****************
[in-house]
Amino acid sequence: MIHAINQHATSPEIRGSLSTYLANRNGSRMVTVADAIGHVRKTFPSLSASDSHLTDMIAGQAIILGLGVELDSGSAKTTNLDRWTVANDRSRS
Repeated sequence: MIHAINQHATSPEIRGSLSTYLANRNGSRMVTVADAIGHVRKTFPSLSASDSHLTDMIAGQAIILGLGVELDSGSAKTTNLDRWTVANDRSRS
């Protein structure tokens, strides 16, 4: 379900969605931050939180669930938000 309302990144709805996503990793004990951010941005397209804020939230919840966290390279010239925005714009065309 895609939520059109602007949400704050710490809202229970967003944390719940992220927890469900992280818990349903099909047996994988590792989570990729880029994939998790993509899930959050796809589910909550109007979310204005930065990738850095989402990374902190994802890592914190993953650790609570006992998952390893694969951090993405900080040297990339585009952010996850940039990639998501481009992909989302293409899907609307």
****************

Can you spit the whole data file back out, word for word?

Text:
[in-house]
Amino acid sequence: MIHAINQHATSPEIRGSLSTYLANRNGSRMVTVADAIGHVRKTFPSLSASDSHLTDMIAGQAIILGLGVELDSGSAKTTNLDRWTVANDRSRS
Repeated sequence: MIHAINQHATSPEIRGSLSTYLANRNGSRMVTVADAIGHVRKTFPSLSASDSHLTDMIAGQAIILGLGVELDSGSAKTTNLDRWTVANDRSRS
């Protein structure tokens, strides 16, 4: 379900969605931050939180669930938000 309302990144709805996503990793004990951010941005397209804020939230919840966290390279010239925005714009065309 895609939520059109602007949400704050710490809202229970967003944390719940992220927890469900992280818990349903099909047996994988590792989570990729880029994939998790993509899930959050796809589910909550109007979310204005930065990738850095989402990374902190994802890592914190993953650790609570006992998952390893694969951090993405900080040297990339585009952010996850940039990639998501481009992909989302293409899907609307």